What does New Hampshire mean to the presidential race?

Panel of local experts weighs in


This is a rush transcript from "Special Report," October 15, 2012. This copy may not be in its final form and may be updated.

BRET BAIER, HOST: Welcome back to beautiful downtown Portsmouth, New Hampshire.  We're at Popover's bakery and cafe talking with a group of local political experts about the race here in New Hampshire. We're pleasured to be joined by Kevin Landrigan, senior political reporter of the Nashua Telegraph, James Pindell from WMUR, New Hampshire and Andy Smith, University of New Hampshire Survey Center. Thank you guys for being here.

Rockingham County is a swing county. We're here because it's a very interesting place. New Hampshire as a state that went for president Obama last time. He won all 10 counties in New Hampshire. But Rockingham had the smallest margin, just about 1,500 votes. Here in Portsmouth, it's a Democratic stronghold, but Rockingham is kind of more of a Republican place. Andy, how does this place stack up in the state?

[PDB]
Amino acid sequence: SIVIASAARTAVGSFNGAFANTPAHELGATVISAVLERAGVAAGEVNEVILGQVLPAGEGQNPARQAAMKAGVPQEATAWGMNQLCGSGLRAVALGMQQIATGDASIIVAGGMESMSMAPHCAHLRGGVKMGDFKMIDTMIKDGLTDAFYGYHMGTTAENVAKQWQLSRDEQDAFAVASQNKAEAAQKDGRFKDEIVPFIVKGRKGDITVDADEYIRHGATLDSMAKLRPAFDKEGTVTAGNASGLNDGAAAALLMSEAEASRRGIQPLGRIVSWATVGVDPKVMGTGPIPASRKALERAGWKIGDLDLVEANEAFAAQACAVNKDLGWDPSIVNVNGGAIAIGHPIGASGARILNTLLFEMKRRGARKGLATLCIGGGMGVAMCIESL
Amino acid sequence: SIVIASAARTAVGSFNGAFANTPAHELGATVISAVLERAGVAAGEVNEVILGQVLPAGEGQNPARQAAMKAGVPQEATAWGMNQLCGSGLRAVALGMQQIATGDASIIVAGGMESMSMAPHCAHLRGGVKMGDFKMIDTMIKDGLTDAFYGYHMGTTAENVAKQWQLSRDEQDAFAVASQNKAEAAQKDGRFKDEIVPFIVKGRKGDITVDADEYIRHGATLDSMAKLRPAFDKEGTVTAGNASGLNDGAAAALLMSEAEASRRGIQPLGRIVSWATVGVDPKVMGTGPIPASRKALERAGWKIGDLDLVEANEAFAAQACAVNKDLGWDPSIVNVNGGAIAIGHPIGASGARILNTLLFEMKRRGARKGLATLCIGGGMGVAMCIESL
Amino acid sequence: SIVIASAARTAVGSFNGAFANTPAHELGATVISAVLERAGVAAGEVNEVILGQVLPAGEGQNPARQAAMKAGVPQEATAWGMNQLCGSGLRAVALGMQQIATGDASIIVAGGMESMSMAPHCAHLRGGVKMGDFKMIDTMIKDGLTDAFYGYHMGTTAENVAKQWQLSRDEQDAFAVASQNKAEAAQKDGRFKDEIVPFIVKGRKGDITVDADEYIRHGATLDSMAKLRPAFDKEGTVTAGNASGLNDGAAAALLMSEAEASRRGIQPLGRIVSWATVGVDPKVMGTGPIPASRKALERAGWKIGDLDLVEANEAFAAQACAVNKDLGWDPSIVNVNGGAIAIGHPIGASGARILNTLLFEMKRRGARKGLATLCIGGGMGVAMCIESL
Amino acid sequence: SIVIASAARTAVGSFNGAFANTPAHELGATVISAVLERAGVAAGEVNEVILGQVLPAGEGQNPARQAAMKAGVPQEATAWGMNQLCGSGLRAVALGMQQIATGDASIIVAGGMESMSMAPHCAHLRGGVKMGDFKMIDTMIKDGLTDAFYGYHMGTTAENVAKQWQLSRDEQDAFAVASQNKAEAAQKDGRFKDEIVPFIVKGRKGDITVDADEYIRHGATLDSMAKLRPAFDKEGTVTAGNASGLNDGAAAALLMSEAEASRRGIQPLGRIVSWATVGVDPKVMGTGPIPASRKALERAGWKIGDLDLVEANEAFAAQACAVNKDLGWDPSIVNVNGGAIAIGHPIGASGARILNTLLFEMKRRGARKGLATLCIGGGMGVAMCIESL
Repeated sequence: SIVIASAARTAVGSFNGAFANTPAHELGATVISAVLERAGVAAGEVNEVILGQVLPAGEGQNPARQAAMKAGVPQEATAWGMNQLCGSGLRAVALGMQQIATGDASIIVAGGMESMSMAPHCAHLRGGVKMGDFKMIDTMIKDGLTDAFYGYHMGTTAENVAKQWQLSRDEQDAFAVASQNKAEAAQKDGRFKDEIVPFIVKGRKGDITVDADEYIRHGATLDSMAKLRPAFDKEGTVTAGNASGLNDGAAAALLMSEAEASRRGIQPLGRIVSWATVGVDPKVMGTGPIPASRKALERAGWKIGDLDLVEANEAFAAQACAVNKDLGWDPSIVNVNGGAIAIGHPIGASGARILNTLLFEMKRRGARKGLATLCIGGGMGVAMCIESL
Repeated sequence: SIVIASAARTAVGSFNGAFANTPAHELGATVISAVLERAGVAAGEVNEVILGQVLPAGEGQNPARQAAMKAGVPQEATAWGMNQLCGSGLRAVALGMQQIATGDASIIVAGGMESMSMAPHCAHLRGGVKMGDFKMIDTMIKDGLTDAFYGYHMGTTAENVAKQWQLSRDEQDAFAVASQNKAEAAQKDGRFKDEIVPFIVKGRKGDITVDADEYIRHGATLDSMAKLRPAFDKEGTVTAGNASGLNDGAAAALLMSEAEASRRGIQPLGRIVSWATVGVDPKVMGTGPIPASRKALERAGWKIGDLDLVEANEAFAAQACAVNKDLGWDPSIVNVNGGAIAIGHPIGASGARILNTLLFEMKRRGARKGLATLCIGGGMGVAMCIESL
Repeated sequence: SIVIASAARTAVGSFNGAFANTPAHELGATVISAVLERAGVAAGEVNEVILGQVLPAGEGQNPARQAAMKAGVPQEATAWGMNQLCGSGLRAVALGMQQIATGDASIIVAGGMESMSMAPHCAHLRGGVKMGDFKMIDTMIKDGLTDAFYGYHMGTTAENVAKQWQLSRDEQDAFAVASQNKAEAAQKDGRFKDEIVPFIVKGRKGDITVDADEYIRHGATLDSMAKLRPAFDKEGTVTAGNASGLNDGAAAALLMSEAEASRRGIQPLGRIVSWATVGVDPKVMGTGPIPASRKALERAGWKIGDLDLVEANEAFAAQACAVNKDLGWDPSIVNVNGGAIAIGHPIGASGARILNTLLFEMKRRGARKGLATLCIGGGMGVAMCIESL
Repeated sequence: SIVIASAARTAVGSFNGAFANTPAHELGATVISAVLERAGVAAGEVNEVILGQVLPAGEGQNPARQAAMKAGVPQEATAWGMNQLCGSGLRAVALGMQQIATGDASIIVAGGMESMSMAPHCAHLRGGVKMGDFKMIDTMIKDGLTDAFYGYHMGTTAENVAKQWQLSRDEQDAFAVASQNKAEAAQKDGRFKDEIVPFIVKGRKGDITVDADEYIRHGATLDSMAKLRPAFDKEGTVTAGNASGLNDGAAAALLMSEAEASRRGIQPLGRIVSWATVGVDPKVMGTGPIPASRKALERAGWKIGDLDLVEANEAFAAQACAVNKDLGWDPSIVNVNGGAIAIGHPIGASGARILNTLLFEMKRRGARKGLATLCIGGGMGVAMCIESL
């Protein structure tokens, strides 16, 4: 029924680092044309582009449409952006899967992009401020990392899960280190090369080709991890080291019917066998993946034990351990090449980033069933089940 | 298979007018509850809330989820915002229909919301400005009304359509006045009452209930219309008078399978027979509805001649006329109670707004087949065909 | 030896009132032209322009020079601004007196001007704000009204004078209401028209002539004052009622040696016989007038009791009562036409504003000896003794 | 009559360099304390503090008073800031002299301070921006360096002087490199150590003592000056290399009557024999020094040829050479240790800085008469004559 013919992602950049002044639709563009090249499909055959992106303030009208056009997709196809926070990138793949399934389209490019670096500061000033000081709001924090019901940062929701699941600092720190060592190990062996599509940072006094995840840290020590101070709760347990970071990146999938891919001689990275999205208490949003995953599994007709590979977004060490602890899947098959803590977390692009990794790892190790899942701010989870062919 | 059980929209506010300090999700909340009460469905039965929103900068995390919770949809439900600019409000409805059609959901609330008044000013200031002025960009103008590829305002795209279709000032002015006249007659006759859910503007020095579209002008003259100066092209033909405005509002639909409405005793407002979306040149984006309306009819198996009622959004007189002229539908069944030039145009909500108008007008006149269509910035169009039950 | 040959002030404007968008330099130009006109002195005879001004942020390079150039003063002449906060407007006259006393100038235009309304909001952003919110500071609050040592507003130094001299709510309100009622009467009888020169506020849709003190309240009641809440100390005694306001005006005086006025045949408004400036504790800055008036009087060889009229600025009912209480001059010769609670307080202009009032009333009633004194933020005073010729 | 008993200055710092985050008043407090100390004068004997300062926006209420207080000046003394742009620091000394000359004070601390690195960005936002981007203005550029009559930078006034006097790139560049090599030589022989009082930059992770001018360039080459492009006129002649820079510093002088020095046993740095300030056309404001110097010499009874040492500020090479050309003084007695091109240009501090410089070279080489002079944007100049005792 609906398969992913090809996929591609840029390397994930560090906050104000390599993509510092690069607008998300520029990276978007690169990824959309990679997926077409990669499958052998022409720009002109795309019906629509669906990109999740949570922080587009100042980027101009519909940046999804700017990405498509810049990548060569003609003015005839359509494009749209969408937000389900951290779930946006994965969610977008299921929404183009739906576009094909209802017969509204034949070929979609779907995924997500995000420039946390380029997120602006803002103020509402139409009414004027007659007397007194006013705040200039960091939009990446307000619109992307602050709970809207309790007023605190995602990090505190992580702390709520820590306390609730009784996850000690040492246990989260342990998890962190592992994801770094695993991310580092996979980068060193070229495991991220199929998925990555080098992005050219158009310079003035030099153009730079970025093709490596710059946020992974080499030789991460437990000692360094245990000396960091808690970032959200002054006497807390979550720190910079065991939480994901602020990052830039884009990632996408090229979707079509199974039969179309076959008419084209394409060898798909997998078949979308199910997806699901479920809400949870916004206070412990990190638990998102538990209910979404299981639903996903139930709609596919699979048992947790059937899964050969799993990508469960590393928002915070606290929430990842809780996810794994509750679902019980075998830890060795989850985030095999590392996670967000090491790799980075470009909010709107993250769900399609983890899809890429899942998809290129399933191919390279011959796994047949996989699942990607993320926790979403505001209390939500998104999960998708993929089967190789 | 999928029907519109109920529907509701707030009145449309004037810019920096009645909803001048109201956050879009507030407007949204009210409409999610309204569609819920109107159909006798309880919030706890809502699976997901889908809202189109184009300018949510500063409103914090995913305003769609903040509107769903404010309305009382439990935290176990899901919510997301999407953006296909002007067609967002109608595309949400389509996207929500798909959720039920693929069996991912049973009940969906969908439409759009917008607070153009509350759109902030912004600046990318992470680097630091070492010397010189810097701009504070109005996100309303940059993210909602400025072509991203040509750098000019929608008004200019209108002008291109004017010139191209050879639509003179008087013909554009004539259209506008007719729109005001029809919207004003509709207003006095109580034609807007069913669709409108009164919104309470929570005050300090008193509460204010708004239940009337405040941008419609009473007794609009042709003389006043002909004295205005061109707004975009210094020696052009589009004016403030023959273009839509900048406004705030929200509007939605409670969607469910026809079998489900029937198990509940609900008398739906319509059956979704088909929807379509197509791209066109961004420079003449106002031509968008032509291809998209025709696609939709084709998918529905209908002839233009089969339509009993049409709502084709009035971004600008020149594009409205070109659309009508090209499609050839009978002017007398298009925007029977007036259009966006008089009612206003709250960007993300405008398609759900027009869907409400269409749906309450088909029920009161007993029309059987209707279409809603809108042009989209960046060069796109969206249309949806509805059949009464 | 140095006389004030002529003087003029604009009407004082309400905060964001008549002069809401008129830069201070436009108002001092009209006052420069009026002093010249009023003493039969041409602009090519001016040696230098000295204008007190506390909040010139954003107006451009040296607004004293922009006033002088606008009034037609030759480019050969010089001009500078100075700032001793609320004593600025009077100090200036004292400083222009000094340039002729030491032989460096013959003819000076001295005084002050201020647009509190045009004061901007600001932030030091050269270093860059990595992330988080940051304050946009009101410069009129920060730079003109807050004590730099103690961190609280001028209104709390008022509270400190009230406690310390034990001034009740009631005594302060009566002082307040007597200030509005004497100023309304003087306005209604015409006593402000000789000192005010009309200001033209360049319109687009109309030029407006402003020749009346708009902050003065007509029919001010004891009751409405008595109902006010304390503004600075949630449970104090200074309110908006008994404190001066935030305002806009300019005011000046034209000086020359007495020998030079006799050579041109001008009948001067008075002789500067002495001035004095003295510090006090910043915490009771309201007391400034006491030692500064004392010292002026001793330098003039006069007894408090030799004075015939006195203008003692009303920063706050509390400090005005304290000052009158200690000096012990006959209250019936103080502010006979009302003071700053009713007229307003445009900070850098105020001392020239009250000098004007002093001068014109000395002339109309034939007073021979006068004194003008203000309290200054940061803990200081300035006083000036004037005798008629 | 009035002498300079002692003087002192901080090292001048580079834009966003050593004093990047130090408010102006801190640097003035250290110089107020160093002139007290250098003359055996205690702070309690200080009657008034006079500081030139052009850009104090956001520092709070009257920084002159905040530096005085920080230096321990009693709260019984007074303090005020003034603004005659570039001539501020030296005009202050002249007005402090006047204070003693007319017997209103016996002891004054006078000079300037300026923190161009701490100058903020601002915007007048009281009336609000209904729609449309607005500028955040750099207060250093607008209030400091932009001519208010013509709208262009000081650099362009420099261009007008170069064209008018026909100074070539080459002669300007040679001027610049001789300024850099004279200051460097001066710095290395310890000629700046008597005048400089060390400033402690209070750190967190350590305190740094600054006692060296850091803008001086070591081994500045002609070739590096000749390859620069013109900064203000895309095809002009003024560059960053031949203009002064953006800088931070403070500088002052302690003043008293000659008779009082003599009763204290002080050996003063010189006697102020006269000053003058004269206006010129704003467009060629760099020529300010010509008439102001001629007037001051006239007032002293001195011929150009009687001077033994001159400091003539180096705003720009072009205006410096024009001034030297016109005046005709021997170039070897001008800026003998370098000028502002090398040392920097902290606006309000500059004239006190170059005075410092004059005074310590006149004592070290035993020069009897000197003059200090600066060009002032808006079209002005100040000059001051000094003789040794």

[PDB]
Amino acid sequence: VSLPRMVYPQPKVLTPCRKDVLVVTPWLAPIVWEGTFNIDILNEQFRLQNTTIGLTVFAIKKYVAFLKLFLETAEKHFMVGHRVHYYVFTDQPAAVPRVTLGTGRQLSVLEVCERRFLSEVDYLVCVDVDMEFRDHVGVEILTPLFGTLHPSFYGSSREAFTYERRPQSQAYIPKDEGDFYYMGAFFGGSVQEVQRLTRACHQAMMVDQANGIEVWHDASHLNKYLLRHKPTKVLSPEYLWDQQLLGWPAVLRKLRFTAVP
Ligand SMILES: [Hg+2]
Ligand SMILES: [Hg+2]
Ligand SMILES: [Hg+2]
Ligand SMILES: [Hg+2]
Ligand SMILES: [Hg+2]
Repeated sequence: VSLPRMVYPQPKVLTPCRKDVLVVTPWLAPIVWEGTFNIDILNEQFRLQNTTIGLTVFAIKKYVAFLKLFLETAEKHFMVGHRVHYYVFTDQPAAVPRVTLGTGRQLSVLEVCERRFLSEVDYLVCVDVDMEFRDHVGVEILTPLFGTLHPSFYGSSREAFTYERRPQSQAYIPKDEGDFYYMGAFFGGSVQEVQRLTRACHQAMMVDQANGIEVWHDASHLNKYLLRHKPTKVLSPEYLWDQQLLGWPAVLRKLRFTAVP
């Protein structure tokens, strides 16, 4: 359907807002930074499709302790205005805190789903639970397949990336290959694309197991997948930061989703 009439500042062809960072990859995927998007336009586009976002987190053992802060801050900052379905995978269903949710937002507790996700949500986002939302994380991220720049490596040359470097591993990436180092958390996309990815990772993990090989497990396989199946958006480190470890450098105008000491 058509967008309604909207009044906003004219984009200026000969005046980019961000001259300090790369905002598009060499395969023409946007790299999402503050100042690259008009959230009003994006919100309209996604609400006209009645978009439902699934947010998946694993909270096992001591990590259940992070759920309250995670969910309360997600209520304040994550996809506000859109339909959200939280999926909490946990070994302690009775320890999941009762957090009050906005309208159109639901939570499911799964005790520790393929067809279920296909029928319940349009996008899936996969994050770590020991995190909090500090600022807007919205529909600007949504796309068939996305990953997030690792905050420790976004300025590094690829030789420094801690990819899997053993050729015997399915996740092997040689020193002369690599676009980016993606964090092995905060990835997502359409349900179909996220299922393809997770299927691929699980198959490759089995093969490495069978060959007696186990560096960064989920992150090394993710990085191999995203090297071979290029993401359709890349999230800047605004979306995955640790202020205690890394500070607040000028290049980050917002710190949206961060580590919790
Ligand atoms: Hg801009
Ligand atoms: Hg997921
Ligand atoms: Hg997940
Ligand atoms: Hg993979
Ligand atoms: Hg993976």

ANDY SMITH, UNIVERSITY OF NEW HAMPSHIRE: Well, it's the second largest county in the state in terms of population. And it's really interesting because there's this part of it here over the sea coast -- it is Democratic -- but the bulk of it, the part of the county that's bedroom communities for Boston, largely Republican. There's a part in southwestern Rockingham County, the Democrats refer to as the Bermuda Triangle where Democratic candidates go to die. So it's a critical county for Republicans to win, and I think they're going to have to get -- Romney has to get 55 percent or more of the vote in Rockingham County to really do well in the state.

BAIER: James?

JAMES PINDELL, WMUR-TV: You see that intensity with the Romney campaign. They know they have to build up big gains in the county, which is basically one out of four New Hampshire residents live in. You can see it in the campaign trail. In the last two weeks Paul Ryan has been in Rockingham County. Scott Walker has been in Rockingham County. Reince Preibus in Rockingham County.

BAIER: To that point, Kevin, the focus on New Hampshire, you guys are always used to being a focus, but boy, now it really is a focus again.